At this point it became clear that we had to end the study. We had created an overwhelmingly powerful situation—a situation in which prisoners were withdrawing and behaving in pathological ways, and in which some of the guards were behaving sadistically. Even the “good” guards felt helpless to intervene, and none of the guards quit while the study was in progress. Indeed, it should be noted that no guard ever came late for his shift, called in sick, left early, or demanded extra pay for overtime work. (Zimbardo, 2013)
The Stanford Prison Experiment has been used as a memorable demonstration of the incredible power that social roles, norms, and scripts have in affecting human behavior. However, multiple aspects of the study have been subject to criticism since its inception. The nature of these criticisms range from ethical concerns to issues of generalizability (Bartels, Milovich, & Moussier, 2016; Griggs, 2014; Le Texier, 2019). One criticism is that the way students were recruited for the experiment may have impacted the outcome (Carnahan & McFarland, 2007). Another criticism questions the conclusions that can be drawn from the study. Zimbardo appears to have provided specific guidelines of the types of behaviors that were expected of the guards (Zimbardo, 2007). Subsequent research suggests that such guidelines likely created an expectation of the types of behavior that Zimbardo reported observing in the Stanford Prison Experiment (Bartels, 2019), and that given these expectations, the guards simply acted as they thought they were expected to act. It has also been problematic that attempts to replicate aspects of the study have not been successful. For example, when no guidelines were presented to the guards, researchers documented different outcomes than those observed by Zimbardo. (Reicher & Haslam, 2006).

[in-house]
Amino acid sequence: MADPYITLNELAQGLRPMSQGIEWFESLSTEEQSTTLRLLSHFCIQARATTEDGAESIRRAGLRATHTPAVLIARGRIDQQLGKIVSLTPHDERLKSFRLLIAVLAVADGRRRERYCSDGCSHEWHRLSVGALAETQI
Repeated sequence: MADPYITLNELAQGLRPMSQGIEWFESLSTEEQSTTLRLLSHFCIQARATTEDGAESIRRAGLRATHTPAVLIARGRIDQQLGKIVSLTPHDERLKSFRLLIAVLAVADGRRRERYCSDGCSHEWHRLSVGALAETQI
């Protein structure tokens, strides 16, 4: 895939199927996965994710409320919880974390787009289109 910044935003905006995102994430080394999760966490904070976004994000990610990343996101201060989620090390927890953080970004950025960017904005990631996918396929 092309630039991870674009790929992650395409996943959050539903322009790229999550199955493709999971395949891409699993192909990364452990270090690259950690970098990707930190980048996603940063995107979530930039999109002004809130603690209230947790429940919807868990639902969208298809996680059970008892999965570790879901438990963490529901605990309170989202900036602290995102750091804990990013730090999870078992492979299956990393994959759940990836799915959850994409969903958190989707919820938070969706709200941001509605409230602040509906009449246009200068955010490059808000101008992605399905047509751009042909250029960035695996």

The Stanford Prison Experiment has some parallels with the abuse of prisoners of war by U.S. Army troops and CIA personnel at the Abu Ghraib prison in 2003 and 2004 during the Iraq War. The offenses at Abu Ghraib were documented by photographs of the abuse, some taken by the abusers themselves (Figure 12.10).